Limiting the Damage at Radio City

Volume CVII, No. 10October, 2007

Most members of Local 802 know that the negotiations at Radio City Music Hall in 2005 ended with an unsuccessful strike.

This was followed by a contract that allowed management to eliminate most overtime and also impose the gradual attrition of the pool of first-call musicians.

What was not appreciated immediately was that the contract could actually be interpreted to mean that the pool could be entirely eliminated in 2007.

Language in the agreement covering the hiring of the orchestra stated:

“Commencing with the hiring for the 2007 Christmas Spectacular, for each year that the Christmas Spectacular shall continue, Radio City shall, … provide the contractor with, and post at the Music Hall, a list of the names of at least seventy-five (75 percent) percent of the minimum number of musicians required under the terms of this Agreement to be employed for that year’s production (the “Offer List”). The names on the Offer List shall be taken by Radio City from those musicians who performed in the Christmas Spectacular in the year immediately prior [emphasis added] or who were unable to perform in that production because of a bona fide disability. Such list shall constitute the offer of employment for that year’s production.”

Based on this language, arguably, the 75 percent to be placed on the offer list did not need to come from the pool orchestra — as the union had understood would be the case — but rather could be drawn from the entire list of those who had performed during the prior season.

If “performed” was interpreted to mean having subbed in one show, the orchestra pool could thus have been eliminated in one fell swoop.

During discussions about a proposed T.V. broadcast and DVD — which was resolved separately on acceptable terms — the union learned that management was indeed taking this draconian position regarding that language.

However, we were able to make it clear to management that any such action would have negative consequences.

If Radio City was interested in returning to a normal bargaining relationship, the first step would be to refrain from exploiting loose language to make an already difficult contract exponentially worse.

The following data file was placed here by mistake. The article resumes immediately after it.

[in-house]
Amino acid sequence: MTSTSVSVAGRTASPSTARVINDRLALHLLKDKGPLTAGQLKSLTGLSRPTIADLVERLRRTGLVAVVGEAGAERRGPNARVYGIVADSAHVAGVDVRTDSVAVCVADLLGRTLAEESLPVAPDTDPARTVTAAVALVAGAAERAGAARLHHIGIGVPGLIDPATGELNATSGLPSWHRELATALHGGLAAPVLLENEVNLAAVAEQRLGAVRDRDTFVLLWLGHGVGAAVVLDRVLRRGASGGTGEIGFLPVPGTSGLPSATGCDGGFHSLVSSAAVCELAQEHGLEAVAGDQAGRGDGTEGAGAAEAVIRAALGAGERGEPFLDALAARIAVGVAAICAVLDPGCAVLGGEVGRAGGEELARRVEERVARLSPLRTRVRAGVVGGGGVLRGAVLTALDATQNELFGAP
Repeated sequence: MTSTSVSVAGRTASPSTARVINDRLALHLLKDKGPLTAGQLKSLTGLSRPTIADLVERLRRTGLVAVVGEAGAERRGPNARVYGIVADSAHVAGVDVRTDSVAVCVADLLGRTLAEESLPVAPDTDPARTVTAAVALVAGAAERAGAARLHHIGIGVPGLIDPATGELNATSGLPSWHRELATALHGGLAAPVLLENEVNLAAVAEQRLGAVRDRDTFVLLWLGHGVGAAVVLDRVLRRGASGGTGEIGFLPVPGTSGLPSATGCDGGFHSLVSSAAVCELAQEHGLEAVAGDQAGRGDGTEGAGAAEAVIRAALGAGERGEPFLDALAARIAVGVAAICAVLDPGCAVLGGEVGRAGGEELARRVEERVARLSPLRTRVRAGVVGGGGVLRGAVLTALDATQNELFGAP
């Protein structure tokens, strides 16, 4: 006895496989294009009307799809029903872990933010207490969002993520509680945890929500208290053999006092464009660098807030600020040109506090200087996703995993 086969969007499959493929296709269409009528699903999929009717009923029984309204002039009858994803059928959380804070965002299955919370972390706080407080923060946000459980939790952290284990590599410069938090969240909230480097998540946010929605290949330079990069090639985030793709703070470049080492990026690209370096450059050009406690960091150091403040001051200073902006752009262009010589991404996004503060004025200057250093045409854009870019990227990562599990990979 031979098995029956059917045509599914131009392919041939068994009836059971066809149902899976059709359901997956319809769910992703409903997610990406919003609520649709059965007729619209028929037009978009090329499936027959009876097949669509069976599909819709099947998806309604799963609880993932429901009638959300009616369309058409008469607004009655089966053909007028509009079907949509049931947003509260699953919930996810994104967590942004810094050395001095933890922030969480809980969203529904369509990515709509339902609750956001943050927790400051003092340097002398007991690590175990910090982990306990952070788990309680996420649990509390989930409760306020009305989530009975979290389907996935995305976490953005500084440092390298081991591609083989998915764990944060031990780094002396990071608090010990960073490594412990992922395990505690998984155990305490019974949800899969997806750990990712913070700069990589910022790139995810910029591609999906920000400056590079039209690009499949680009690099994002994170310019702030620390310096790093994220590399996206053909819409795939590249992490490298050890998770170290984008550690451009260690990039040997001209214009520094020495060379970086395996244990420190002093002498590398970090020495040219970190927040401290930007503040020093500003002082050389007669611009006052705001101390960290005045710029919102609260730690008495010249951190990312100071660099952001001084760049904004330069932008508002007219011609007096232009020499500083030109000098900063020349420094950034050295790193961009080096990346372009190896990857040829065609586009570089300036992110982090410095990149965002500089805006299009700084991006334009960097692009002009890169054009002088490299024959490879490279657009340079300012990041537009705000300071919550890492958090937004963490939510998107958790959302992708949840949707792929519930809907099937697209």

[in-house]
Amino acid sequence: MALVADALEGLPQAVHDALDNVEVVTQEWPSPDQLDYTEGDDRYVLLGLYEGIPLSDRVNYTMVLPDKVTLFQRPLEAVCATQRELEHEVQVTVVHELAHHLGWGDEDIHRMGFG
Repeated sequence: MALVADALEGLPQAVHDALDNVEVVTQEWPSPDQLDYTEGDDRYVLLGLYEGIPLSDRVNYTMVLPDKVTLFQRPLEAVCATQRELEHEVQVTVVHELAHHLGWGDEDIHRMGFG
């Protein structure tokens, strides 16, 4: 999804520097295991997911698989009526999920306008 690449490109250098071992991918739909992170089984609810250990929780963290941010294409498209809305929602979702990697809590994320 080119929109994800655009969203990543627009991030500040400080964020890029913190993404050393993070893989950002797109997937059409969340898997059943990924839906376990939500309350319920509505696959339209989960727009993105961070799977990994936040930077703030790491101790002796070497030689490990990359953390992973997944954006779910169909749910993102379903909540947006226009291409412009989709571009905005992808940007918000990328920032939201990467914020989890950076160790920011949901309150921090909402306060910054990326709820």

The result was a series of telephone calls between attorneys for Radio City and Local 802 counsel Danny Engelstein, who was guided by members of the committee and President Landolfi.

The options were discussed and laid out at an orchestra meeting.

Finally, the contract language was rewritten and subsequently approved by the Local 802 Executive Board on Aug. 3.

With respect to this upcoming season, the rewritten language states in part that “the Offer List will be taken by RCP entirely from Employment Pool musicians” — that is, from the current pool orchestra members.

Thereafter, the reductions in the pool are limited to 25 percent per year, which is what had been the understanding of the committee in the 2005 settlement.

This change guarantees that 75 percent of the pool is protected for this year, or about 23 musicians.

(In fact, 26 members of the pool have been rehired for the 2007 season.)

Because only pool orchestra members receive year-round health benefits, these are important numbers and obviously significant to the musicians involved.

It’s true that in the 2008 and 2009 seasons, the pool can be further reduced; however, when the contract expires in 2010, there will still be remaining members in the pool orchestra from which to begin rebuilding this contract.

The involuntary loss of tenure for even one orchestra member is a terrible event, but that is the inevitable result of the miscalculation in the 2005 negotiations.

In the context of that reality, the union was successful in minimizing the potential acceleration of the loss of positions.

We were also successful in persuading Radio City to refrain from taking an extreme position that would have served neither party and ruptured any possibility of a productive relationship.

What this means for the future remains to be seen. No one should have any illusions about restoring what was lost in 2005.

And although it might be politically popular to continue to demonize Radio City forever, it would be irresponsible to do so.

Working with the committee, the union must act prudently, judiciously and intelligently to restore a better relationship.

One thing is for sure. In the next negotiations, we must make every attempt to limit — if not prevent — the annual reductions in the pool, before it disappears entirely.

Mary Landolfi, Bill Dennison and Danny Engelstein contributed to this story.